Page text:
Thursday, February 08, 2007

Execute the climate change heretics!

Over at Samizdata, Nicolas Chatford has written a delightful article citing a good number of the evil climate change deniers who must be hunted down and killed.
he UN's Intergovernmental Panel on Climate Change (IPCC) issued its long awaited pronouncement [PDF] last Friday in Paris and I am informed by the media that this most definitive of all documents closes the debate on anthropogenic climate change. Now is the time for action, no more discussion will be allowed. I have read the document, and most assuredly it does use uncompromising language ascribing recent global warming to human activity. The science in the document, which I am told was reviewed by 300 eminent scientists, at first sight appears to be impeccable, but I must admit that was a little perturbed to find on page 5 that 0.16 + 0.077 + 0.21 + 0.21 = 0.28 rather than 0.657. I must not fully understand that esoteric form of mathematics known as addition. This level of ignorance on my part clearly shows that I am incapable of judging the merits of the science on my own and I give thanks to the IPCC for taking this burden off my shoulders.

With the debate now settled, what are we to do with those scientific heretics (deniers is a much too mild a term for these dangerous individuals) who continue in their error and refuse to accept the teachings of the UN's ecumenical council of scientists. David Roberts has already called for climate change heretics to be put on trial, but he goes too far as he appears to want to punish people for heretical statements they made prior to the issuance of the latest UN writ. After all, as the earlier pronouncements from the UN's ecumenical council were not as definitive as the current one and the debate not yet closed, these unfortunate souls must be given a chance to repent from their errors before they are punished.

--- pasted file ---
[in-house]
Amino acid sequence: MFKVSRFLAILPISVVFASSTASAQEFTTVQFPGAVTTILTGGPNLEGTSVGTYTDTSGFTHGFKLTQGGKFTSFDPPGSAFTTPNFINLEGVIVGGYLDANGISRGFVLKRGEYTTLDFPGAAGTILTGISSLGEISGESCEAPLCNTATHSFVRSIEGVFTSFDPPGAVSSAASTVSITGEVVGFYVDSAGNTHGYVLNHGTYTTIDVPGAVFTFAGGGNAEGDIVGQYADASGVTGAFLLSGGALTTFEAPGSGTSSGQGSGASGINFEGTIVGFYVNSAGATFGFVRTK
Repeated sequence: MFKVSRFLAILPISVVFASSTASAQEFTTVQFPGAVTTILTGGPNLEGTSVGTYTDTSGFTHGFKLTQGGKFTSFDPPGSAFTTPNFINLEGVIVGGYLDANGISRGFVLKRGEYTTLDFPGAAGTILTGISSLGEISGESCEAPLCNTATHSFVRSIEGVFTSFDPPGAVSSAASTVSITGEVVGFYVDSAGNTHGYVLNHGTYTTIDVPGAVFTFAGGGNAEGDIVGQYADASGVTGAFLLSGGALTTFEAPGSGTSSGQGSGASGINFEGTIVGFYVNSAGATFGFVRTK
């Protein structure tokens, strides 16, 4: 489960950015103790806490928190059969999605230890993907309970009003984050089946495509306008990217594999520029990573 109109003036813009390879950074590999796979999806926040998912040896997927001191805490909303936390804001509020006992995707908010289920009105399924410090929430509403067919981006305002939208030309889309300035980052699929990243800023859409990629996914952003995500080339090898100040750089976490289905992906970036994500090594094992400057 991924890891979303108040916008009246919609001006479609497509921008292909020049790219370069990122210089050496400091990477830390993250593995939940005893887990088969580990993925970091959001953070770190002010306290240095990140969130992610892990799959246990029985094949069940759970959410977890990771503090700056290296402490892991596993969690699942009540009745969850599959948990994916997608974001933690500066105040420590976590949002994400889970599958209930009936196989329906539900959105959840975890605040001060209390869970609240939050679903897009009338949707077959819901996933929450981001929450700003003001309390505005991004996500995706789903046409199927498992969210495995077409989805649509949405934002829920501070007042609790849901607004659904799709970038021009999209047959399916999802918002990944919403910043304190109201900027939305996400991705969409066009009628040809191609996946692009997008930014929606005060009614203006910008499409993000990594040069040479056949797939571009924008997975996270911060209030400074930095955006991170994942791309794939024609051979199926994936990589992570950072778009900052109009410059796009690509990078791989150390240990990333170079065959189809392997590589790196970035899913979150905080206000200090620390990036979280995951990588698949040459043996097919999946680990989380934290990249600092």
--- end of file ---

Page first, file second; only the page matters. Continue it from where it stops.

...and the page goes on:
Following enlightened historical precedence (see Galileo), I humbly suggest that the UN create an office to be known as the Permanent Tribunal of Universal Inquiry to investigate into the views of scientists on climate change. Those who publicly repent from their errors would be given leniency, but those who maintain their heretical positions should be handed over to civil authorities for proper punishment.

Go and read the whole thing. And then go and kick Batshit...

4 comments:

JuliaM said...

"With the debate now settled, what are we to do with those scientific heretics...."

It really has become a religion with some people, hasn't it...?

Unity said...

DK:

If I can inject, as someone with a good science education, the problem with current efforts to discredit the science on climate change is that its being attacked from the wrong direction.

The science for global warming as, at least in part, a man-made phenomenon is pretty sound. Attack that and you're at best quibbling over matters of degree.

What is fundamentally less sound the predictive ability of climate change theories - go take a quick run through chaos theory and the science of non-linear equations and them realise that 'climate' is a massively chaotic system that operates at a scale far beyond the capacity of anyone to make accurate predictions about what will happen in 2 weeks time, let alone 20 years.

Put it this way. If you took the most powerful supercomputer on the planet and fed it the most sophisticated climate modelling software yet devised, and then ran simulations for the next five years, the answers you would get - in terms of accuracy - would still amount to 'how the fuck should I know?' because of the chaotic nature of the systems you're dealing with.